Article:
Brick Mansions, the 2014 remake of the 2004 French film District B13, is an example of a thrilling movie made by people who understand what audiences are looking for in an action film. Starring David Belle (reprising his role from the original) as a former criminal trying to rescue his girlfriend, the late Paul Walker as an undercover police officer who reluctantly agrees to work with Belle, and RZA as a ruthless drug kingpin both are trying to bring down, Brick Mansions offers a unique filmgoing experience for these key reasons:
An Ideal Action Premise
Brick Mansions takes place in the not-too-distant future. In an attempt to contain crime, rather than prevent it, Detroit leaders have constructed a large wall restricting travel to and from a dangerous part of the city that’s been overrun by drug dealers, murderers, and other intimidating characters. The film’s protagonists must navigate this threatening terrain to take down a crime lord, evading those who will stop at nothing to protect their boss.
Confining the action to a single location is a great premise for an action film. Although not all successful action movies adhere to this formula, plenty of the more memorable entries in this genre, from Die Hard to The Rock, do.
There are many reasons this type of scenario works. First, the location the characters operate in tends to be a dangerous one. They are usually surrounded by villains and can’t easily escape. Trapping the protagonists in one setting increases the tension because the characters must be constantly vigilant in order to stay alive.
This also provides for strong action sequences. If a character can flee to any part of the globe as soon as trouble arises, there’s a good chance he or she can evade chases, fights, shootouts, and all the other types of scenarios people want to see when they watch action movies. However, if a character is confined to a single location, then the odds that he or she will run into trouble are much higher. This means there’s a lot more potential for action.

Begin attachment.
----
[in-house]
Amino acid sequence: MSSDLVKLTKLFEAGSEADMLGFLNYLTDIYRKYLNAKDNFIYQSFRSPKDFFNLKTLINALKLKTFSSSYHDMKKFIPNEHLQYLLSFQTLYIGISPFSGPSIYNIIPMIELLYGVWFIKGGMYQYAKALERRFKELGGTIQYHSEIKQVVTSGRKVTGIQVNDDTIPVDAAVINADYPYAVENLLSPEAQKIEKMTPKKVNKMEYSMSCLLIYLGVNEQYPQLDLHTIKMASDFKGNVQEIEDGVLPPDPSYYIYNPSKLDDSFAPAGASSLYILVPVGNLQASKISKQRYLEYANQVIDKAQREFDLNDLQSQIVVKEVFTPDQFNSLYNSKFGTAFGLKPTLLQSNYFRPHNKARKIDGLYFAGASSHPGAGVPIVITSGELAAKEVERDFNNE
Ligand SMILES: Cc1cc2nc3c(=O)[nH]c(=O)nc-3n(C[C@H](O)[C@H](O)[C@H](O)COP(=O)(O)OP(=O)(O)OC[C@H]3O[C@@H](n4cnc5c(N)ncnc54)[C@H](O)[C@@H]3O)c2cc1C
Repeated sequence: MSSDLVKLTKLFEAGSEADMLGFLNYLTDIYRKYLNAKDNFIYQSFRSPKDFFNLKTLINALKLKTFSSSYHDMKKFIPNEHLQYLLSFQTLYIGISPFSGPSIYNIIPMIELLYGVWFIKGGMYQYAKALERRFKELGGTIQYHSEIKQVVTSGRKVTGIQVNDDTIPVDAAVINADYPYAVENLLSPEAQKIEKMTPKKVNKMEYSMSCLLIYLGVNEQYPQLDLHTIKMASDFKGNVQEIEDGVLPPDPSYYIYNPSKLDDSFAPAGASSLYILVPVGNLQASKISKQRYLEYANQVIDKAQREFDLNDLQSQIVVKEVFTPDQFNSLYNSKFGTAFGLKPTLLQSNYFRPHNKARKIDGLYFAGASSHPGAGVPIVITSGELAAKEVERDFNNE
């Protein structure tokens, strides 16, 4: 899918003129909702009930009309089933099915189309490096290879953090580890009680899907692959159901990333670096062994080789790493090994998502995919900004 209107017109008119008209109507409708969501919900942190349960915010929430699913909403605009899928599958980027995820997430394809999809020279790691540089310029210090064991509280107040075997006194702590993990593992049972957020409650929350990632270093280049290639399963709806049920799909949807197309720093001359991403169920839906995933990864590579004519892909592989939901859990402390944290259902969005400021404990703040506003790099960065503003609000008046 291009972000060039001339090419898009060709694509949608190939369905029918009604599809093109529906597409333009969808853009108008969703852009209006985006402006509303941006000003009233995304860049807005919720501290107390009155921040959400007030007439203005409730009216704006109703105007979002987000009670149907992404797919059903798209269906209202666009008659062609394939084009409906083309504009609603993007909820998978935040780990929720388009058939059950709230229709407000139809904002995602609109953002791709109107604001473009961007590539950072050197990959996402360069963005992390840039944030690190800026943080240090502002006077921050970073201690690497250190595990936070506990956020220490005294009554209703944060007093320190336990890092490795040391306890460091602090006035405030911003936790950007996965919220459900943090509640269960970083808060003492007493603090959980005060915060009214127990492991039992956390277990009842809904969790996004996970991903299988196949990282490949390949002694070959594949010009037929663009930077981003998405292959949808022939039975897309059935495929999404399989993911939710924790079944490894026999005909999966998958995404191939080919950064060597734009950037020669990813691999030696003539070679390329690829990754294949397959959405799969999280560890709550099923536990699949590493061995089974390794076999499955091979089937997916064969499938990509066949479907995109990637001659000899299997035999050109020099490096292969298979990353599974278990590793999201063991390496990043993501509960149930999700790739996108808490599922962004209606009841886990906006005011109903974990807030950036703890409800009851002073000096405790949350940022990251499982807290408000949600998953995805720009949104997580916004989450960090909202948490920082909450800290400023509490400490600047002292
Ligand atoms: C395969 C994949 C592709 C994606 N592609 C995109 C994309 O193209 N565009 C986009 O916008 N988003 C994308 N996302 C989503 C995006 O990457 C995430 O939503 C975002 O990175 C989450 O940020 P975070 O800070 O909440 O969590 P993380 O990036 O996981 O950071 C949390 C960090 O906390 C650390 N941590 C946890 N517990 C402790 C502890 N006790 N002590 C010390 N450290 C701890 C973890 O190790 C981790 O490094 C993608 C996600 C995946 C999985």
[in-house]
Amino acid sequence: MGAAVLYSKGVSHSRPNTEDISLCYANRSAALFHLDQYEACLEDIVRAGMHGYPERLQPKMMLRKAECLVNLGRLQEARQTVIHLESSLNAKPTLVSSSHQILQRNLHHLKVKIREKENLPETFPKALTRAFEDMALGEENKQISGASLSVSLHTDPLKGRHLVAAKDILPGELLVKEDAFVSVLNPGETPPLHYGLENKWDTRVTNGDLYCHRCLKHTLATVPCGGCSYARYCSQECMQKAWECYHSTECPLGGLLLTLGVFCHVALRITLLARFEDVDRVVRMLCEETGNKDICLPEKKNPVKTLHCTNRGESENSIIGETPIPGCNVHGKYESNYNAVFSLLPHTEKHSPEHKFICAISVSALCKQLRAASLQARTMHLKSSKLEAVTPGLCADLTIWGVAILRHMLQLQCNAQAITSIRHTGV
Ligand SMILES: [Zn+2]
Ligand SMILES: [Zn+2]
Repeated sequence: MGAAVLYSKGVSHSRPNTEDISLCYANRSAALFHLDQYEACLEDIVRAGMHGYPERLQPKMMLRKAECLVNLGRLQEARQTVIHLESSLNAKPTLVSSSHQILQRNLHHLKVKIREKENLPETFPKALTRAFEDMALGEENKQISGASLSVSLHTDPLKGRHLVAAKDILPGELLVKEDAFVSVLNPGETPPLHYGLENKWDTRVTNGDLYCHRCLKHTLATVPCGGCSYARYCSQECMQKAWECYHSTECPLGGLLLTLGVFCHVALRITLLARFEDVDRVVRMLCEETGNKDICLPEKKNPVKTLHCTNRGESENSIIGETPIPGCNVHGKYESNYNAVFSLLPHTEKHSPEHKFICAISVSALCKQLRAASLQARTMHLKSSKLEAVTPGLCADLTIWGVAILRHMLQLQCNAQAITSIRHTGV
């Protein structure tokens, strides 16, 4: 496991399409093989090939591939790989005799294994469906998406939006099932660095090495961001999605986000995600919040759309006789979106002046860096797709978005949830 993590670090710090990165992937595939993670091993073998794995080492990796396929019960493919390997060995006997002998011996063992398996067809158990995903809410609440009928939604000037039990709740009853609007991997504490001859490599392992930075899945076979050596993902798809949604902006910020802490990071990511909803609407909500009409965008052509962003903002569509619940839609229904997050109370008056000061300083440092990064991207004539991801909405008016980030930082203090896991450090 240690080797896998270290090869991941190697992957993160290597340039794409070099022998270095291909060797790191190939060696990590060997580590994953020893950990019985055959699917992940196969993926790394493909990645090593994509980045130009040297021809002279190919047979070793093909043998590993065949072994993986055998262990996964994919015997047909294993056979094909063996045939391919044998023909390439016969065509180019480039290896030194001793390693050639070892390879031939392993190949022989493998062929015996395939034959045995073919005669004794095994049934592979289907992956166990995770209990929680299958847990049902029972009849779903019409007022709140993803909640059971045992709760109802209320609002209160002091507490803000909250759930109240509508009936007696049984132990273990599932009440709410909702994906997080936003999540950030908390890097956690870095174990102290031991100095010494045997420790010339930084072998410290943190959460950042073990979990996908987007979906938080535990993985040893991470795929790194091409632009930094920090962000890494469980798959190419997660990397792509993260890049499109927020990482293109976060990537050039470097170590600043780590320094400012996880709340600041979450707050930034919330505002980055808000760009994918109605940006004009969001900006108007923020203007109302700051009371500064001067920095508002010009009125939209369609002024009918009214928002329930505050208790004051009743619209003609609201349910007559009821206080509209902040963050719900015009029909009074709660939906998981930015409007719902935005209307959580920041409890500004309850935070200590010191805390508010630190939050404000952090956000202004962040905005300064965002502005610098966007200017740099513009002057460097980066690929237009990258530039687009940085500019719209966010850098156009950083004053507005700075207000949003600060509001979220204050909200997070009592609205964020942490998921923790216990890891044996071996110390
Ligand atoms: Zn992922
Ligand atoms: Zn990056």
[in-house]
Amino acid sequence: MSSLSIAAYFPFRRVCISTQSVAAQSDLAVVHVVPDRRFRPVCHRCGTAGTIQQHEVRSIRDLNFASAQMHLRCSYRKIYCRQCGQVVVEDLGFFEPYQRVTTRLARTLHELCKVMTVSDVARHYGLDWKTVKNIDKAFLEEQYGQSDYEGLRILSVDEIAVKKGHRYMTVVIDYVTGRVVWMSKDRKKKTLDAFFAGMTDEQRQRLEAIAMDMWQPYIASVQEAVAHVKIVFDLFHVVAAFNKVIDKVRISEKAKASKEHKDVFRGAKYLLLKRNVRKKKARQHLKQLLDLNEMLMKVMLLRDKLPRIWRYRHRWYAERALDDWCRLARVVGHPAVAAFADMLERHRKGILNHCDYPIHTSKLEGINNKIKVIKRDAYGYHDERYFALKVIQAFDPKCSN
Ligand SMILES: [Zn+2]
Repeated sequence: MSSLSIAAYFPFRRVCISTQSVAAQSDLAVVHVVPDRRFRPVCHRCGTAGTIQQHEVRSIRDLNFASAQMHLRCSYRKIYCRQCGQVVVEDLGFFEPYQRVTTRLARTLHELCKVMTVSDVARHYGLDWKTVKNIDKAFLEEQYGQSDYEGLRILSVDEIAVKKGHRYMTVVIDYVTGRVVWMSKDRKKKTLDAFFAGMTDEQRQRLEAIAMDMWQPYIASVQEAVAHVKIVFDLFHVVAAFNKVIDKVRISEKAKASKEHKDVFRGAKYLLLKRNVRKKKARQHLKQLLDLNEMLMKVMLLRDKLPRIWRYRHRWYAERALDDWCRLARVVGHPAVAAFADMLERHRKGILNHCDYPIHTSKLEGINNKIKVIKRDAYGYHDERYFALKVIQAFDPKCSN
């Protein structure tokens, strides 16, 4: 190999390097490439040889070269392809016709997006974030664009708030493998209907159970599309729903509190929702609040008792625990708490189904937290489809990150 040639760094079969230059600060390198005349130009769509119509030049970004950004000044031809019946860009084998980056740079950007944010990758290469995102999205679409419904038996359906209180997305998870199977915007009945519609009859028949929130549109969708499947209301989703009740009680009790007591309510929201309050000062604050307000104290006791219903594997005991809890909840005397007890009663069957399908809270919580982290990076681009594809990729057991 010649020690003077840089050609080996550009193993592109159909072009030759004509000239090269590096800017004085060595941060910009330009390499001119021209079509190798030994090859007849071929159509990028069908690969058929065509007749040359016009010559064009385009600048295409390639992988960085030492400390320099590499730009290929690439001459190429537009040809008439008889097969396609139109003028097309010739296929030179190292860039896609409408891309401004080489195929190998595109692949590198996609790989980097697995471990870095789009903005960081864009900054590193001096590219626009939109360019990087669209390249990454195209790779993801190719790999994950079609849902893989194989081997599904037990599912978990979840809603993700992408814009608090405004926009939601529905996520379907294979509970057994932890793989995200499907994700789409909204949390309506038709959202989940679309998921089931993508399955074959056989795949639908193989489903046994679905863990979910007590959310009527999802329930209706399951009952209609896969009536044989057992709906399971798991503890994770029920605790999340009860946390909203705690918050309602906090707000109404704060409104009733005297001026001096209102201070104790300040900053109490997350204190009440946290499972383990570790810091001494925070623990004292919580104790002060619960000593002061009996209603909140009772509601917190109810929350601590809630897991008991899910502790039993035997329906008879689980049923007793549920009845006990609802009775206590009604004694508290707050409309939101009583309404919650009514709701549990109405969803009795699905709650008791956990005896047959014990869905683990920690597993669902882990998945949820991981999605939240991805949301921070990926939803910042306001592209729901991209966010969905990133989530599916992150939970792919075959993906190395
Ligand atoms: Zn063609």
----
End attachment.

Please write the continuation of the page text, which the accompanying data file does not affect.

Brick Mansions delivers on this potential for action throughout the film. After all, David Belle wasn’t merely recast because he had a role in the original French version. Although he is a talented actor, a studio might have been tempted to cast a native English speaker in the remake, were it not for the fact that Belle is very skilled at parkour. In fact, he is one of its cofounders. This sport, also known as “free running,” essentially involves using elements within the immediate environment to get from Point A to Point B as efficiently as possible. That means jumping over obstacles, hopping from the roof of one building to another, and basically putting on a stunning display of athletic ability.
Parkour is ideal for many action sequences because it elevates a scene commonly found in many action movies, the chase scene, into a demonstration of incredible stunt work. Thus, the emotional and dramatic weight of the scene is enhanced by a unique style of action.
As he did in District B13, Belle performs incredible feats of athleticism, while maintaining a strong grip on his character’s identity and motivations. The result is a type of action filmmaking that can be very difficult to find in many American movies. Too often, American action film directors rely on handheld cameras, extremely fast editing, and generically tense music to communicate to viewers that something thrilling is occurring on screen.
The problem is that this illusion often doesn’t hold up. Even if it does, the action sequences in these types of movies are rarely as entertaining as those in their foreign counterparts. The shaky cinematography makes it difficult to follow the action being depicted, the fast editing conceals the fact that the movie’s stunt work may be lacking, and the music is simply a cheap trick to inject a certain degree of intensity into the scene.
Non-American action films are different. Their directors appreciate the importance of properly framing and editing action sequences for maximum effect. Many American filmmakers essentially try to conceal poor choreography and staging via filming and editing techniques, whereas many non-American action filmmakers try to highlight strong choreography and staging via techniques designed to showcase the skills of everyone involved.
Brick Mansions isn’t just an entertaining action movie; it’s also an important one. Many American filmgoers are unfamiliar with the work being done by filmmakers like those behind District B13. By embracing what made the original great, this remake introduces American audiences to a whole new style of filmmaking.